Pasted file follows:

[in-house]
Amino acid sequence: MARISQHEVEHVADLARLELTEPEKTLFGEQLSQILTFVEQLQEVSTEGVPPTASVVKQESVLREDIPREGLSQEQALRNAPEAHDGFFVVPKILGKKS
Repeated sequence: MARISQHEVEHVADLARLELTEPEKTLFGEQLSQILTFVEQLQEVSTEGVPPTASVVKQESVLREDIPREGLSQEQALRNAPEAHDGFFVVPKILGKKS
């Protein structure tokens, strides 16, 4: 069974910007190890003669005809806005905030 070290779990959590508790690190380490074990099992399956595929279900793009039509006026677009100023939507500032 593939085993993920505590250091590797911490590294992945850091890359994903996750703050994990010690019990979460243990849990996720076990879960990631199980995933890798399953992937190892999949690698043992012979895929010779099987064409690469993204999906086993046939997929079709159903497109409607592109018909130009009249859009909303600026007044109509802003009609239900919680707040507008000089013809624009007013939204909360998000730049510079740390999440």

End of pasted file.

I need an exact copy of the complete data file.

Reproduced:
[in-house]
Amino acid sequence: MARISQHEVEHVADLARLELTEPEKTLFGEQLSQILTFVEQLQEVSTEGVPPTASVVKQESVLREDIPREGLSQEQALRNAPEAHDGFFVVPKILGKKS
Repeated sequence: MARISQHEVEHVADLARLELTEPEKTLFGEQLSQILTFVEQLQEVSTEGVPPTASVVKQESVLREDIPREGLSQEQALRNAPEAHDGFFVVPKILGKKS
């Protein structure tokens, strides 16, 4: 069974910007190890003669005809806005905030 070290779990959590508790690190380490074990099992399956595929279900793009039509006026677009100023939507500032 593939085993993920505590250091590797911490590294992945850091890359994903996750703050994990010690019990979460243990849990996720076990879960990631199980995933890798399953992937190892999949690698043992012979895929010779099987064409690469993204999906086993046939997929079709159903497109409607592109018909130009009249859009909303600026007044109509802003009609239900919680707040507008000089013809624009007013939204909360998000730049510079740390999440």